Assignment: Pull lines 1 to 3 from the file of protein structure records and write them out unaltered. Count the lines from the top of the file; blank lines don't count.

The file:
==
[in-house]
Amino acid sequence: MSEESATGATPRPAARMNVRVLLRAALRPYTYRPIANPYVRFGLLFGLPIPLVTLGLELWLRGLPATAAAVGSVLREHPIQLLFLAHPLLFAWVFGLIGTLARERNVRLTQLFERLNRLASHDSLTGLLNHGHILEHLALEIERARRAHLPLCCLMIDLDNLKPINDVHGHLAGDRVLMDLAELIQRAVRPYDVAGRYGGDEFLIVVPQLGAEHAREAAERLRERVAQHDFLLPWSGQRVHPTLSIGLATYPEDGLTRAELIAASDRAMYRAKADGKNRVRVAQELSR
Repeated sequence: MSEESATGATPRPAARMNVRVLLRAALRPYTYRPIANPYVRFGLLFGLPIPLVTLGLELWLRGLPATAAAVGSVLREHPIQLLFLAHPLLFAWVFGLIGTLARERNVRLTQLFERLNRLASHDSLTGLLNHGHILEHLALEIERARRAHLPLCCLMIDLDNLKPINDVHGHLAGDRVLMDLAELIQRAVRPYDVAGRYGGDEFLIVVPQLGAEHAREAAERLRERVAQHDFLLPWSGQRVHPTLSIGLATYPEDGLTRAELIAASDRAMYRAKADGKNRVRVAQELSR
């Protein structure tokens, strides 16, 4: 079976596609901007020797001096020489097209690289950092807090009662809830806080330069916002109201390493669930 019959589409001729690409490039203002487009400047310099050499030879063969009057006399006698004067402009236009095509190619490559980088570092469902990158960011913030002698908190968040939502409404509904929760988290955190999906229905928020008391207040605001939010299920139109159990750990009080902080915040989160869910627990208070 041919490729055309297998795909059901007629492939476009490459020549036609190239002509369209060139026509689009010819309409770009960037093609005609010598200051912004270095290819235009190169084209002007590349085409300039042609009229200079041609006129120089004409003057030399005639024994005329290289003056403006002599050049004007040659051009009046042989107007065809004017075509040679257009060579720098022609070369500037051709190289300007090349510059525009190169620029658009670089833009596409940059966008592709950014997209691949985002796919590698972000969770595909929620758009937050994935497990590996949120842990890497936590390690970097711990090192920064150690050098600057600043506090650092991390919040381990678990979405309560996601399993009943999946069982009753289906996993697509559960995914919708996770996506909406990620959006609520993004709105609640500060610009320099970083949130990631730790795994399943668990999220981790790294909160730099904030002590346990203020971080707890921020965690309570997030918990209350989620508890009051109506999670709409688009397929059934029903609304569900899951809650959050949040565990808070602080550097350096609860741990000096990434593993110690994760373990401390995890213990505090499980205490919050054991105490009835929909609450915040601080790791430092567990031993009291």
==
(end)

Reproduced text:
[in-house]
Amino acid sequence: MSEESATGATPRPAARMNVRVLLRAALRPYTYRPIANPYVRFGLLFGLPIPLVTLGLELWLRGLPATAAAVGSVLREHPIQLLFLAHPLLFAWVFGLIGTLARERNVRLTQLFERLNRLASHDSLTGLLNHGHILEHLALEIERARRAHLPLCCLMIDLDNLKPINDVHGHLAGDRVLMDLAELIQRAVRPYDVAGRYGGDEFLIVVPQLGAEHAREAAERLRERVAQHDFLLPWSGQRVHPTLSIGLATYPEDGLTRAELIAASDRAMYRAKADGKNRVRVAQELSR
Repeated sequence: MSEESATGATPRPAARMNVRVLLRAALRPYTYRPIANPYVRFGLLFGLPIPLVTLGLELWLRGLPATAAAVGSVLREHPIQLLFLAHPLLFAWVFGLIGTLARERNVRLTQLFERLNRLASHDSLTGLLNHGHILEHLALEIERARRAHLPLCCLMIDLDNLKPINDVHGHLAGDRVLMDLAELIQRAVRPYDVAGRYGGDEFLIVVPQLGAEHAREAAERLRERVAQHDFLLPWSGQRVHPTLSIGLATYPEDGLTRAELIAASDRAMYRAKADGKNRVRVAQELSR